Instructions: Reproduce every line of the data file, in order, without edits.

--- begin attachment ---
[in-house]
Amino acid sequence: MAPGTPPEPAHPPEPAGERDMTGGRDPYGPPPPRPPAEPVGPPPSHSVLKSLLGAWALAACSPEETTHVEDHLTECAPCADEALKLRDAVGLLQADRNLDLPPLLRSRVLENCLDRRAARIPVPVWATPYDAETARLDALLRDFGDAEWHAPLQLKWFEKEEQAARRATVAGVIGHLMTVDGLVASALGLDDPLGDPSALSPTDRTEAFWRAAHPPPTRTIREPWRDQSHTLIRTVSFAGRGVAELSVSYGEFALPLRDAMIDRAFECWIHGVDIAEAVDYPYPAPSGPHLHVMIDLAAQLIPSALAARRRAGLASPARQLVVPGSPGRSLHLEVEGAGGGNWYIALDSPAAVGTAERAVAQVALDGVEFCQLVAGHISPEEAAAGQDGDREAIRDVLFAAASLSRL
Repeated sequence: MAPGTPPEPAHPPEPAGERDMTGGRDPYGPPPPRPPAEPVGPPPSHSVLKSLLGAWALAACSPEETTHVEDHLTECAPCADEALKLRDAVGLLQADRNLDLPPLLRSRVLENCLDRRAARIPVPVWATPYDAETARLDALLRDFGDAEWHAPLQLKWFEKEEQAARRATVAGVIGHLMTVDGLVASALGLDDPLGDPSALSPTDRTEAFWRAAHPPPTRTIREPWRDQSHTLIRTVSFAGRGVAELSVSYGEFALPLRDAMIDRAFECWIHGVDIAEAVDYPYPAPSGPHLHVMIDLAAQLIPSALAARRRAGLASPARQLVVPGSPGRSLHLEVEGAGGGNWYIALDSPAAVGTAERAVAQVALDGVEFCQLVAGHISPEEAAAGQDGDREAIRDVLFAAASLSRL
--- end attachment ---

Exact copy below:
[in-house]
Amino acid sequence: MAPGTPPEPAHPPEPAGERDMTGGRDPYGPPPPRPPAEPVGPPPSHSVLKSLLGAWALAACSPEETTHVEDHLTECAPCADEALKLRDAVGLLQADRNLDLPPLLRSRVLENCLDRRAARIPVPVWATPYDAETARLDALLRDFGDAEWHAPLQLKWFEKEEQAARRATVAGVIGHLMTVDGLVASALGLDDPLGDPSALSPTDRTEAFWRAAHPPPTRTIREPWRDQSHTLIRTVSFAGRGVAELSVSYGEFALPLRDAMIDRAFECWIHGVDIAEAVDYPYPAPSGPHLHVMIDLAAQLIPSALAARRRAGLASPARQLVVPGSPGRSLHLEVEGAGGGNWYIALDSPAAVGTAERAVAQVALDGVEFCQLVAGHISPEEAAAGQDGDREAIRDVLFAAASLSRL
Repeated sequence: MAPGTPPEPAHPPEPAGERDMTGGRDPYGPPPPRPPAEPVGPPPSHSVLKSLLGAWALAACSPEETTHVEDHLTECAPCADEALKLRDAVGLLQADRNLDLPPLLRSRVLENCLDRRAARIPVPVWATPYDAETARLDALLRDFGDAEWHAPLQLKWFEKEEQAARRATVAGVIGHLMTVDGLVASALGLDDPLGDPSALSPTDRTEAFWRAAHPPPTRTIREPWRDQSHTLIRTVSFAGRGVAELSVSYGEFALPLRDAMIDRAFECWIHGVDIAEAVDYPYPAPSGPHLHVMIDLAAQLIPSALAARRRAGLASPARQLVVPGSPGRSLHLEVEGAGGGNWYIALDSPAAVGTAERAVAQVALDGVEFCQLVAGHISPEEAAAGQDGDREAIRDVLFAAASLSRL